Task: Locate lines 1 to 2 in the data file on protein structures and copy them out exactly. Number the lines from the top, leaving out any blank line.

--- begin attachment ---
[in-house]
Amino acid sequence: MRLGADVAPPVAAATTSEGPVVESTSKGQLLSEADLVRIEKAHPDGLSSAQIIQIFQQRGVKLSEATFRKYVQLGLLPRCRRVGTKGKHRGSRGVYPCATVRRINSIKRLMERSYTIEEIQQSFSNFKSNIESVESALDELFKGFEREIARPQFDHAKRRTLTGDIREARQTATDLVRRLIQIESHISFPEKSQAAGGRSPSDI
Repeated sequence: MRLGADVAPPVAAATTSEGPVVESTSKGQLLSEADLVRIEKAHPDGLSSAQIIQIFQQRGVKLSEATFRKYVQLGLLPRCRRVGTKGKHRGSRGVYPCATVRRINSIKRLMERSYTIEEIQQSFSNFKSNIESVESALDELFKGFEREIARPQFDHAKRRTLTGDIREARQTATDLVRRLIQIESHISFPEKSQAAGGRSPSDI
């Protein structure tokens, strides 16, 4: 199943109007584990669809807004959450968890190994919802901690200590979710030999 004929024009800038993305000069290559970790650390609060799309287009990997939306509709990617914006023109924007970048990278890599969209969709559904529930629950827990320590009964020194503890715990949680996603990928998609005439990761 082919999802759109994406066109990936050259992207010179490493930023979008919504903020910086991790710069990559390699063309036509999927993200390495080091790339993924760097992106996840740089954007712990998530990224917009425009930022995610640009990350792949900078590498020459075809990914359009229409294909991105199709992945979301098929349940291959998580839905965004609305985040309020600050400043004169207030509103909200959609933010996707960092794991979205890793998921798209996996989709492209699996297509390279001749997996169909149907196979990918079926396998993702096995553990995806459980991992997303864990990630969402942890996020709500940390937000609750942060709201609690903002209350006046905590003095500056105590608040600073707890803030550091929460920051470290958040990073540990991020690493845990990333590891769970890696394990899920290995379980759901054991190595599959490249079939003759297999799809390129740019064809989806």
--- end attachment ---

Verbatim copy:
[in-house]
Amino acid sequence: MRLGADVAPPVAAATTSEGPVVESTSKGQLLSEADLVRIEKAHPDGLSSAQIIQIFQQRGVKLSEATFRKYVQLGLLPRCRRVGTKGKHRGSRGVYPCATVRRINSIKRLMERSYTIEEIQQSFSNFKSNIESVESALDELFKGFEREIARPQFDHAKRRTLTGDIREARQTATDLVRRLIQIESHISFPEKSQAAGGRSPSDI